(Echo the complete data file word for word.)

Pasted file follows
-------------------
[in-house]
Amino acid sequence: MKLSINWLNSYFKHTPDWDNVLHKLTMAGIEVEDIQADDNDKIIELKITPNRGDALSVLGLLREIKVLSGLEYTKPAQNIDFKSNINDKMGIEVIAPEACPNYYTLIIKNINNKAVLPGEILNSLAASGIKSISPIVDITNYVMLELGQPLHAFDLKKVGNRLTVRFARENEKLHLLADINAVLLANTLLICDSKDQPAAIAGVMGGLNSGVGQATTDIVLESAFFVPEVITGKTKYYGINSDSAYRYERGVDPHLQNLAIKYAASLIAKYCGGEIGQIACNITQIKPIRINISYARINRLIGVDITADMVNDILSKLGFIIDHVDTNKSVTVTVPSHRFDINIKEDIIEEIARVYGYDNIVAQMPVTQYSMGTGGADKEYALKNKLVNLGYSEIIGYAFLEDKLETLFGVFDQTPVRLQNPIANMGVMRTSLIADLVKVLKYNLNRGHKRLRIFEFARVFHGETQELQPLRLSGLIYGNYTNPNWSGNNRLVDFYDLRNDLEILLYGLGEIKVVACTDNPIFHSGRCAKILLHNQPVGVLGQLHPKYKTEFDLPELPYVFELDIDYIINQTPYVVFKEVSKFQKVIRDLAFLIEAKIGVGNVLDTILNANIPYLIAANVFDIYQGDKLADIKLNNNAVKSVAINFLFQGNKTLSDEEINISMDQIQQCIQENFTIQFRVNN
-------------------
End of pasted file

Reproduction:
[in-house]
Amino acid sequence: MKLSINWLNSYFKHTPDWDNVLHKLTMAGIEVEDIQADDNDKIIELKITPNRGDALSVLGLLREIKVLSGLEYTKPAQNIDFKSNINDKMGIEVIAPEACPNYYTLIIKNINNKAVLPGEILNSLAASGIKSISPIVDITNYVMLELGQPLHAFDLKKVGNRLTVRFARENEKLHLLADINAVLLANTLLICDSKDQPAAIAGVMGGLNSGVGQATTDIVLESAFFVPEVITGKTKYYGINSDSAYRYERGVDPHLQNLAIKYAASLIAKYCGGEIGQIACNITQIKPIRINISYARINRLIGVDITADMVNDILSKLGFIIDHVDTNKSVTVTVPSHRFDINIKEDIIEEIARVYGYDNIVAQMPVTQYSMGTGGADKEYALKNKLVNLGYSEIIGYAFLEDKLETLFGVFDQTPVRLQNPIANMGVMRTSLIADLVKVLKYNLNRGHKRLRIFEFARVFHGETQELQPLRLSGLIYGNYTNPNWSGNNRLVDFYDLRNDLEILLYGLGEIKVVACTDNPIFHSGRCAKILLHNQPVGVLGQLHPKYKTEFDLPELPYVFELDIDYIINQTPYVVFKEVSKFQKVIRDLAFLIEAKIGVGNVLDTILNANIPYLIAANVFDIYQGDKLADIKLNNNAVKSVAINFLFQGNKTLSDEEINISMDQIQQCIQENFTIQFRVNN